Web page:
Downes v. Bidwell (1901) 


  Neely v. Henkel (1901)    


  DeLima v. Bidwell (1901)


  Fourteen Diamond Rings v. United States (1901)


        Dorr v. United States (1904)


        Pearcy v. Stranahan (1907)


        Balzac v. Porto Rico (1922)


The vitality of the Insular Cases has been questioned by some Justices.  In particular, note Reid v. Covert, 354 U.S. 1, 14 (1957) (the plurality opinion) and  Torres v. Puerto Rico, 442 U.S. 465, 474, 475 (1979) (the concurring opinion of four Justices), but there is no doubt the Supreme Court adheres to it.  See United States v. Verdugo-Urquidez, 494 U.S. 259, 268 (1990); Harris v. Rosario, 446 U.S. 651 (1980), and the developing case-law which continues to use the Insular Cases as the proper analysis.  The basic principle -- that territories ruled by the U.S. are constitutionally distinct from the U.S. itself -- has not changed.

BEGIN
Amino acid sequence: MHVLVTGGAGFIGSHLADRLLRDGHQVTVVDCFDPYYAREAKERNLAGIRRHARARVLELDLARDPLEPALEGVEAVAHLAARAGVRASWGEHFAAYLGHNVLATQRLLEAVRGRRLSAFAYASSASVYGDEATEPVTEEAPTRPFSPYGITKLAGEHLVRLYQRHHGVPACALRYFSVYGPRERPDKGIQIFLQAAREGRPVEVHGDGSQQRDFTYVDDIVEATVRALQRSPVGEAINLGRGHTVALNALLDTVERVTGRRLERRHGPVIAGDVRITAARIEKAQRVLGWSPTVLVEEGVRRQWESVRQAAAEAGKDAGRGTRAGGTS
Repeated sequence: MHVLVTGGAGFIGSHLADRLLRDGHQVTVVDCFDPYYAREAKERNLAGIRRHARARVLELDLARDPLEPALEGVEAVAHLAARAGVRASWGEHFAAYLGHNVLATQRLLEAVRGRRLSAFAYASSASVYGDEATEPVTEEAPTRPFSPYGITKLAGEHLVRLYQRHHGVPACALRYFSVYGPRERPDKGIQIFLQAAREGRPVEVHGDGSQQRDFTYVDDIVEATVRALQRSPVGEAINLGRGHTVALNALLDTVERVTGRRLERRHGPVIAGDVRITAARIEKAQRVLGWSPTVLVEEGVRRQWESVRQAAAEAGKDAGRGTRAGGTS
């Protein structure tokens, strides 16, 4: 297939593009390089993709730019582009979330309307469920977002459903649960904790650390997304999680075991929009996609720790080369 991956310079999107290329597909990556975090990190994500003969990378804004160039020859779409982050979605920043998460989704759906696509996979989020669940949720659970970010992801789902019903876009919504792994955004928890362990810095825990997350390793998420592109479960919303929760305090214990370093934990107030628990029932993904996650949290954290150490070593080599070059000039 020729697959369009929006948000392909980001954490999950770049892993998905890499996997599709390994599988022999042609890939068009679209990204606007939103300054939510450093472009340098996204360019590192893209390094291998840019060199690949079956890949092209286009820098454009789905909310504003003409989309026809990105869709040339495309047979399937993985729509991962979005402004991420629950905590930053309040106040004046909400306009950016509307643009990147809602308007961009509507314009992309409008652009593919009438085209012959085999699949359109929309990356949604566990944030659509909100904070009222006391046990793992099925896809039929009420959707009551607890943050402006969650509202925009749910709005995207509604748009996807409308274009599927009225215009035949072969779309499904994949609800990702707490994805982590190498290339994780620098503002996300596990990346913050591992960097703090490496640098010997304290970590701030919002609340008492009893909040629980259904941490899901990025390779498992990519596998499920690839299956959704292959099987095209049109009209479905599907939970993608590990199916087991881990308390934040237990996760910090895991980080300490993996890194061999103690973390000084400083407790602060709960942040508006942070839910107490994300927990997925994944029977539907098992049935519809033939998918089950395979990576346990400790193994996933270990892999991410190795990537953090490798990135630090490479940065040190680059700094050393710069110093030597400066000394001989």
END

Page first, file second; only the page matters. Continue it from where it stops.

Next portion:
(9) FM 27-10, paragraph 12:  Military Government and Martial Law Distinguished

In the practice of the United States, military government is the form of administration which may be established and maintained for the government of areas of the following types that have been subjected to military occupation:

a. Enemy territory.

b. Allied territory recovered from enemy occupation, when that territory has not been made the subject of a civil affairs agreement .

c. Other territory liberated from the enemy, such as neutral territory and areas unlawfully incorporated by the enemy into its own territory, when that territory has not been made the subject of a civil affairs agreement.